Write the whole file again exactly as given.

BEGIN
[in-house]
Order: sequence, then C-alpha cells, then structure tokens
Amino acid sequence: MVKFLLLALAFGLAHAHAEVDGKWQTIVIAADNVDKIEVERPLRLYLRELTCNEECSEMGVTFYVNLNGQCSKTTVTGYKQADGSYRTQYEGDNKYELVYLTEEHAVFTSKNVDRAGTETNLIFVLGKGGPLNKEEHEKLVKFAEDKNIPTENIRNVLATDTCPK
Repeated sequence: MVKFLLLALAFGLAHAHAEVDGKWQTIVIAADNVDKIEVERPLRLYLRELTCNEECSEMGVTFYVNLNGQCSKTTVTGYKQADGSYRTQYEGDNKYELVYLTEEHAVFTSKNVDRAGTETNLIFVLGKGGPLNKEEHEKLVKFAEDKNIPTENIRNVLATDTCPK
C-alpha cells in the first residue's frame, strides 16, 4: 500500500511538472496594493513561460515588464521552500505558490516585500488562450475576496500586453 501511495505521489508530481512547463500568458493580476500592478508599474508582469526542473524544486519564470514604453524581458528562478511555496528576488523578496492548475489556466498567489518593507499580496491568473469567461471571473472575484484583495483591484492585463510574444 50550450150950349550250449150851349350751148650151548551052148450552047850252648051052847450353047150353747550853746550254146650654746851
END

[in-house]
Order: sequence, then C-alpha cells, then structure tokens
Amino acid sequence: MVKFLLLALAFGLAHAHAEVDGKWQTIVIAADNVDKIEVERPLRLYLRELTCNEECSEMGVTFYVNLNGQCSKTTVTGYKQADGSYRTQYEGDNKYELVYLTEEHAVFTSKNVDRAGTETNLIFVLGKGGPLNKEEHEKLVKFAEDKNIPTENIRNVLATDTCPK
Repeated sequence: MVKFLLLALAFGLAHAHAEVDGKWQTIVIAADNVDKIEVERPLRLYLRELTCNEECSEMGVTFYVNLNGQCSKTTVTGYKQADGSYRTQYEGDNKYELVYLTEEHAVFTSKNVDRAGTETNLIFVLGKGGPLNKEEHEKLVKFAEDKNIPTENIRNVLATDTCPK
C-alpha cells in the first residue's frame, strides 16, 4: 500500500511538472496594493513561460515588464521552500505558490516585500488562450475576496500586453 501511495505521489508530481512547463500568458493580476500592478508599474508582469526542473524544486519564470514604453524581458528562478511555496528576488523578496492548475489556466498567489518593507499580496491568473469567461471571473472575484484583495483591484492585463510574444 50550450150950349550250449150851349350751148650151548551052148450552047850252648051052847450353047150353747550853746550254146650654746851